The simple gift of a blanket is what Project Linus is all about.
And a group of women throughout the lake area have recently donated its 1,000th blanket.
Project Linus has hundreds of chapters and thousands of volunteers across the country.
Local chapters and volunteers work together to provide love, a sense of security, warmth and comfort to seriously ill, traumatized and other children in need.
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Nationwide, the nonprofit has distributed more than 3 million blankets to children in need since it was founded in 1995. The North Mecklenburg Chapter of Project Linus organized in the fall of 2007 and is one of almost 400 chapters in the U.S.
Since then, the North Mecklenburg Chapter has donated more than 1,000 blankets to more than 25 local agencies and individuals in the Lake Norman and Charlotte area. Among the recipients are the Ada Jenkins Center in Davidson, the Community Pregnancy Center in Mooresville, students with autism from Davidson Elementary, the Salvation Army Center of Hope and the Mooresville-based Lake Norman Regional Medical Center's pediatric department.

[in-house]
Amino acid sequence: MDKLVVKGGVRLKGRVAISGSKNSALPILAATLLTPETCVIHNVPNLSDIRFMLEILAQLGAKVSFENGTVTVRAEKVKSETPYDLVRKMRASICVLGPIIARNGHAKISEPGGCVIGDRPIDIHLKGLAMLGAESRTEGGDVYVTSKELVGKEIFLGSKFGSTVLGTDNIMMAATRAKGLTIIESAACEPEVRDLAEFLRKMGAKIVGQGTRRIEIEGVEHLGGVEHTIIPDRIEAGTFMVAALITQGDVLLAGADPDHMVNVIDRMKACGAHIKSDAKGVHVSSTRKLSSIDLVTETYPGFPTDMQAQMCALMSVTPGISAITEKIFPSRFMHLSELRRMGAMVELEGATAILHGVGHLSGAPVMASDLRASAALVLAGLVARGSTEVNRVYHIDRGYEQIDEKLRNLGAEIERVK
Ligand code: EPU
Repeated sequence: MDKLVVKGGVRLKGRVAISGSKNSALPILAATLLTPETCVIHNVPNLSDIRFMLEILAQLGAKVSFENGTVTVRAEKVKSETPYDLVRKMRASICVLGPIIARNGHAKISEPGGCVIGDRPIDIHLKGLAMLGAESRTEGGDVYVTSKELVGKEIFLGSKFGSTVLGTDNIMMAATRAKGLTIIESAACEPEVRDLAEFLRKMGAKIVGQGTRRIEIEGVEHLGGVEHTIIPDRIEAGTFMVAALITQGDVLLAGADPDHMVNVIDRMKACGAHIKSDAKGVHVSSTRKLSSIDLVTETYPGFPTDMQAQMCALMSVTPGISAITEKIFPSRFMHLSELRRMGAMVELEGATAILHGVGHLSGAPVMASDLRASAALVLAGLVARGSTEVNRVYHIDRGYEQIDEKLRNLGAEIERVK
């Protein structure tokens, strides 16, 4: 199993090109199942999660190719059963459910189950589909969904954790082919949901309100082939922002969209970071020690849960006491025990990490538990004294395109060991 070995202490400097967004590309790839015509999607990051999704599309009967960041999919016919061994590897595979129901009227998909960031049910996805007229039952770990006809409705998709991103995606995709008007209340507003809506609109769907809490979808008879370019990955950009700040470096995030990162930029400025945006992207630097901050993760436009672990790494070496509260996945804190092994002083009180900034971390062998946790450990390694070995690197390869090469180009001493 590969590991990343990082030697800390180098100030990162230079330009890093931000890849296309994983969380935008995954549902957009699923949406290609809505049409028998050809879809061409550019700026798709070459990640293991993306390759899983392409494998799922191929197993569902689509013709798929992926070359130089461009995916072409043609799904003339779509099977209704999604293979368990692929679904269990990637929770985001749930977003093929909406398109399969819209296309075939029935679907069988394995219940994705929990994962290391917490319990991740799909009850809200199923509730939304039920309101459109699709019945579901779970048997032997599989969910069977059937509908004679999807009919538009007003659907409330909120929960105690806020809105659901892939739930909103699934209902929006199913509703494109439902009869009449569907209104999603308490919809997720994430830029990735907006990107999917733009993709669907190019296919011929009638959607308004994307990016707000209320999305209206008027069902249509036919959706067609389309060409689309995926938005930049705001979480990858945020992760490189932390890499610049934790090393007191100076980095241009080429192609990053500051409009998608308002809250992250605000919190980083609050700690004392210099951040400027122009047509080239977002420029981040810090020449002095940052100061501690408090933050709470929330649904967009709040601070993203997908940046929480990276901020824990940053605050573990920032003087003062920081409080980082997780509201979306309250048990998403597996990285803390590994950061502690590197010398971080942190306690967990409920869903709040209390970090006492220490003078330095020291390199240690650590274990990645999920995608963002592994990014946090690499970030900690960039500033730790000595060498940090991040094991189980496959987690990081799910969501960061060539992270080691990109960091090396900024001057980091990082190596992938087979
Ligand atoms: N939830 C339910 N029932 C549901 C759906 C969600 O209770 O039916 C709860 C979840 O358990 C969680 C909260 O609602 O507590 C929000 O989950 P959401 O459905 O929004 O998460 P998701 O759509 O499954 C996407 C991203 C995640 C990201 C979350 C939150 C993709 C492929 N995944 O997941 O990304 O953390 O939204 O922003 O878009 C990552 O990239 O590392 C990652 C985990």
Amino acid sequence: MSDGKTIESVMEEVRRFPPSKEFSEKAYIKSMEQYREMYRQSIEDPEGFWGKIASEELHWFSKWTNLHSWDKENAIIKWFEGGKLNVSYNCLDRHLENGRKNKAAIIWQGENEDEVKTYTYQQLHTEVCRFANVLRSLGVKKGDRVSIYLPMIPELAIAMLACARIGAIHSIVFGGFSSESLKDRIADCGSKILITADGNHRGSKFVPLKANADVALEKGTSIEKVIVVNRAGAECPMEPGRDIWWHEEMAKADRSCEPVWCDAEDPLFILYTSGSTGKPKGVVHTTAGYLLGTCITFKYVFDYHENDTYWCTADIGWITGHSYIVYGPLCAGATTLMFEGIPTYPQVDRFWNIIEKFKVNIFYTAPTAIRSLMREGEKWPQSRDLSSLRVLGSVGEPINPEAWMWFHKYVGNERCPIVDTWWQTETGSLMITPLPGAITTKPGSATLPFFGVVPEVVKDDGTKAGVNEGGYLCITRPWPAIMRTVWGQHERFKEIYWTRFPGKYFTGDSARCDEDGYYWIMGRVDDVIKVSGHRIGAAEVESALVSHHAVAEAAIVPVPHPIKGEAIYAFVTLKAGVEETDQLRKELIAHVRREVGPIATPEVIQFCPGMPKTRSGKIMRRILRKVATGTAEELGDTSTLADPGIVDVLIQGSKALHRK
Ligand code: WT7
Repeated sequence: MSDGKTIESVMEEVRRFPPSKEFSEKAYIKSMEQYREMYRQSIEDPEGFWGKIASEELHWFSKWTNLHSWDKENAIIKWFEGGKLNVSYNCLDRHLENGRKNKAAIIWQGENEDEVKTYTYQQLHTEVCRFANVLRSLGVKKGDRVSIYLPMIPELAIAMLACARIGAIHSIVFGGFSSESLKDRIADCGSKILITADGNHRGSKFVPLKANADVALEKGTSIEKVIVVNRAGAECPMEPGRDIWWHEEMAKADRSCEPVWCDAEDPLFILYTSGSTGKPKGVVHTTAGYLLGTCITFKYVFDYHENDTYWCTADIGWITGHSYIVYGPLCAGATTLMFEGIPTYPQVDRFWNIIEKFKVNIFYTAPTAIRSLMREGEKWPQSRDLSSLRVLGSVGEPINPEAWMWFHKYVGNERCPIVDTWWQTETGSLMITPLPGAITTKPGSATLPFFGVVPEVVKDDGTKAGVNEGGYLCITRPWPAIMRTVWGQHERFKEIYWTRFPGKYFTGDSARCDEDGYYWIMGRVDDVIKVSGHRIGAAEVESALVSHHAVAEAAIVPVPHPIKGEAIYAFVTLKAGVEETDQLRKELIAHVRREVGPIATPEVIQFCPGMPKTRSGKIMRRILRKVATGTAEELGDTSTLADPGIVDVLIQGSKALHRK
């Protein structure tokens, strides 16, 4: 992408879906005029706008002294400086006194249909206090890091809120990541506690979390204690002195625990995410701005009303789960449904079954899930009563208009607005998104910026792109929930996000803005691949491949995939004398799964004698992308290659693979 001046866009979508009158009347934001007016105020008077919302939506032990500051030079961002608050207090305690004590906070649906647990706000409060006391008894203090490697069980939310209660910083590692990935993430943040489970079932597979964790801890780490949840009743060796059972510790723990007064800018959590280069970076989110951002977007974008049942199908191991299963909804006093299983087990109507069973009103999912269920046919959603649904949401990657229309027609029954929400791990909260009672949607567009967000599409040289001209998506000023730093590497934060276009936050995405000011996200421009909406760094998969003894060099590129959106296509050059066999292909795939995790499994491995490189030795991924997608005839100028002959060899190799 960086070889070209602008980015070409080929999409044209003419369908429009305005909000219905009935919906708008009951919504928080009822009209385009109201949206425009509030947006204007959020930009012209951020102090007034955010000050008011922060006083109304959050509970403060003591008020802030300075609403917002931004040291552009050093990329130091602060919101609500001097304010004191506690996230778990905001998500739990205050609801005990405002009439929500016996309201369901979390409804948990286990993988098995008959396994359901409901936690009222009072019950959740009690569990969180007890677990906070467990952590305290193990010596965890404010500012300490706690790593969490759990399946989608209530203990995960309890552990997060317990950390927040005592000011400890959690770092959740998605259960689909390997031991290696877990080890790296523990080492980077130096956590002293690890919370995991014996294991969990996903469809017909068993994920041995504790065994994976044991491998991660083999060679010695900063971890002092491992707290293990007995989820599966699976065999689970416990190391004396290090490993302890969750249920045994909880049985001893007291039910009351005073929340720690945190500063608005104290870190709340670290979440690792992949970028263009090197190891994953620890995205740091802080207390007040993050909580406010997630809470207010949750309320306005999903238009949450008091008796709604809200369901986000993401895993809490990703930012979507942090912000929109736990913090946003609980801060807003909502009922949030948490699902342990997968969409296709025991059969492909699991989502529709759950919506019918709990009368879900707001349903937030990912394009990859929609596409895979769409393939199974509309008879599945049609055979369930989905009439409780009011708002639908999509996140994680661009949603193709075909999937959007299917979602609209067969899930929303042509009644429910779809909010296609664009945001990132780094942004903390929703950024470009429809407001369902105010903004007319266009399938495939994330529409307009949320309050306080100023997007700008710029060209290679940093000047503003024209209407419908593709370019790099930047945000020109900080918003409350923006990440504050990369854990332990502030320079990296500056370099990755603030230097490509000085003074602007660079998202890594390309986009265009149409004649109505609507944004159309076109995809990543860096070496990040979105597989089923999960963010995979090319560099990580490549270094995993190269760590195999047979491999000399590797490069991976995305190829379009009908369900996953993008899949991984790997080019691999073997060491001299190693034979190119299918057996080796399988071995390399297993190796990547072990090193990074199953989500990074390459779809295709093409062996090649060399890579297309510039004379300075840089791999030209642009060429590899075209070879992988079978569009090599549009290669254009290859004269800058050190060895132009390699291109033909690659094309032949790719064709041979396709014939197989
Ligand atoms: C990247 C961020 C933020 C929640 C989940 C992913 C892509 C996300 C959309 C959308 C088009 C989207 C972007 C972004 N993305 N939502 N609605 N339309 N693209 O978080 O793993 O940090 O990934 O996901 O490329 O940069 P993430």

Those responsible for making the blankets and afghans are called "blanketeers."
"Our 1,000th blanket was donated in August this year," said Colleen Thrailkill, who lives in Cornelius and is a recently retired public school teacher and the North Mecklenburg chapter coordinator. "It went to South Mountain Children's Home in Nebo, North Carolina. Although most of our blankets are distributed locally, some go a little further afield. One set even went to Afghanistan with a local pastor in November 2008."
The local chapter is supported primarily through the efforts of a knitting/crocheting/quilting group known as Clickety Clack and Yackety Yack, all-inclusive groups with no formal membership. The groups have about 15 core attendees, mostly women.
"CC & YY," as it is known by its members, grew out of an early morning water aerobics class at the YMCA. They started meeting in members' homes, but soon the Lake Norman YMCA in Cornelius offered them space. The groups met monthly to make and label blankets for children.
"They try to corral just about anyone who wanders through the doorway of the Y's community room while they are meeting, enlisting their help to tie knots in the popular fleece blankets that are among the blankets the group makes," said Thrailkill. "Our mission is to make sure that all children in need in our area receive a warm blanket that is their own."
Project Linus also accepts donations of traditional quilted blankets and knitted and crocheted blankets.
Donations of blankets and funding for materials also filter in from local school groups, churches and private individuals. Clickety Clack and Yackety Yack are the largest donors to the local chapter of Project Linus.
They supply many hours of knot-tying on fleece blankets, label sewing and blanket washing to prepare the blankets to go to their young recipients.